Coffee & Microbiome

Posted On: January 6, 2020
Categories:The Health Series,


The microbiomes of regular coffee drinkers were substantially healthier
than those who consumed little to no coffee.

By Ross Pelton, RPh, PhD, CCN
Scientific Director, Essential Formulas

In recent years, numerous studies have demonstrated associations between coffee consumption and lowered health risks of all sorts—from type 2 diabetes to certain cancers to Parkinson’s disease.i Also, accumulating evidence suggests that the composition of the gut microbiome has profound regulatory effects on human health. In general, a healthy microbiome reduces risks to a wide variety of health problems.ii

Recently, results from a new study reported that the microbiomes of regular coffee drinkers were substantially healthier than those who consumed little to no coffee. The new findings were announced at the 2019 American College of Gastroenterology annual meeting held in San Antonio, Texas.

In previous studies, scientists assessed people’s microbiome by examining stool samples. In this study, scientists took gut microbiome samples directly from various parts of the colon during colonoscopies

In this study, 34 participants who drank two or more cups of coffee daily throughout the previous year exhibited better gut microbiome profiles than those who consumed less or no coffee.

The bacterial species in heavy coffee drinkers were more abundant and more evenly distributed throughout the large intestine. The bacteria in coffee drinkers were also strains that provided stronger anti-inflammatory properties, and those strains were also considerably less likely to be strains of bacteria that are associated with metabolic abnormalities and obesity.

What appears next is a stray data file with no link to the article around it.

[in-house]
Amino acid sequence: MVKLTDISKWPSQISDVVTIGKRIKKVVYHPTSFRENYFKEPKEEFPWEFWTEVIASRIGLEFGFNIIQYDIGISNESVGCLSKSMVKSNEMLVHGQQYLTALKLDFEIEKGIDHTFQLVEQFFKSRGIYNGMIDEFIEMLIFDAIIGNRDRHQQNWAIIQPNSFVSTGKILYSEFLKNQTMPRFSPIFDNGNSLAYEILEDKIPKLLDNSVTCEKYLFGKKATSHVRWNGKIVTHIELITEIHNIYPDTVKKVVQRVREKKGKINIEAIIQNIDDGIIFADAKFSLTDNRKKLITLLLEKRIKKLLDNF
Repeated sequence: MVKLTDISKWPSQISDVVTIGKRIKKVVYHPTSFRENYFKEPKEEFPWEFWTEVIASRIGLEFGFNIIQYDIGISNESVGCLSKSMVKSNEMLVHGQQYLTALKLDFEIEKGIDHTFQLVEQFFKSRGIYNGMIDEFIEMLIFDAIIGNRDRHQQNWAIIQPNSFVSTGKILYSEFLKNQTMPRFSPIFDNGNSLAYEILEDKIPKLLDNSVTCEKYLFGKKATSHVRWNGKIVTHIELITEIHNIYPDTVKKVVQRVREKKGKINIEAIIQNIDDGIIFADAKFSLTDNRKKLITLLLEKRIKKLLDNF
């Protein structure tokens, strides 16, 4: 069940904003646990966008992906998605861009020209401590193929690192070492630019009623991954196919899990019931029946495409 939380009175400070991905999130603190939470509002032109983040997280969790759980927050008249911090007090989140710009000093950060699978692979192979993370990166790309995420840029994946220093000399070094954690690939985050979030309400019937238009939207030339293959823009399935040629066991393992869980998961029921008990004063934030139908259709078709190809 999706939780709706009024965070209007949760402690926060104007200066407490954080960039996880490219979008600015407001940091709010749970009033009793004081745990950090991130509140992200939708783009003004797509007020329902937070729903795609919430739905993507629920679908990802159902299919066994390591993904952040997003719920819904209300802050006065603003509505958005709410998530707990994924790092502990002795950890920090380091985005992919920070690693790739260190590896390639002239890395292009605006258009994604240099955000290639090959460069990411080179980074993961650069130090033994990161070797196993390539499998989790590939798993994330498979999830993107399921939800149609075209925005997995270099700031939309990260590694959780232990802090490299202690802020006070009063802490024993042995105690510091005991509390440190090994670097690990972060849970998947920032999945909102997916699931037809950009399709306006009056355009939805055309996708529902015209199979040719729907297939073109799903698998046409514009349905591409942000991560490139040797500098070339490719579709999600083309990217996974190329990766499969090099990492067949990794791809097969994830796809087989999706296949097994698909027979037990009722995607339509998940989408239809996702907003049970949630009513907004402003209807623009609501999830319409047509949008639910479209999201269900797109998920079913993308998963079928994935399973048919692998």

Scientists still do not completely understand the mechanisms behind coffee’s impact on the microbiome. However, coffee is rich in polyphenols and other antioxidants. These are naturally occurring compounds found in plant foods, that may be contributing to healthier microbiomes.

MY COMMENTS: Mycotoxins, which are toxins produced by fungi, have been found to be present in coffee beans from many countries. One study analyzed samples of coffee beans (84 from Africa, 60 America and 18 samples from Asia) and found mycotoxins in 106 of the 162 samples tested.iii

Mycotoxins are extremely toxic, and the study referenced above shows that many commercial coffee products contain traces of mycotoxins. Hence, I strongly recommend that people only purchase organically grown coffee beans. Also, the health benefits from drinking coffee pertain to drinking coffee alone, without added milk or cream and without sugar or artificial sweeteners.

I have previously posted an article on my blog about the wide-ranging health benefits from drinking coffee, such as reduced risks to type 2 diabetes and heart disease. My article is available at: (scroll down the index and click on Coffee).

Healthy coffee provides significant health benefits. It is the milk, cream, sugar and/or artificial sweeteners that cause health problems. And, be sure to purchase high-quality organically grown coffee (or coffee beans) to avoid pesticides, herbicides, and mycotoxins from mold.

i Bidel S and Tuomilehto J. The Emerging Health Benefits of Coffee with an Emphasis on Type 2 Diabetes and Cardiovascular Disease. Eur Endocrinol. 2013 Aug;9(2):99-106.
ii Liang D, et al. Involvement of gut microbiome in human health and disease: brief overview, knowledge gaps and research opportunities. Gut Pathog. 2018 Jan 25;10:3.
iii Romani S, et al. Screening on the Occurrence of Ochratoxin A in Green Coffee Beans of Different Origins and Types. J. Agric. Food Chem. 2000, 48, 8, 3616-3619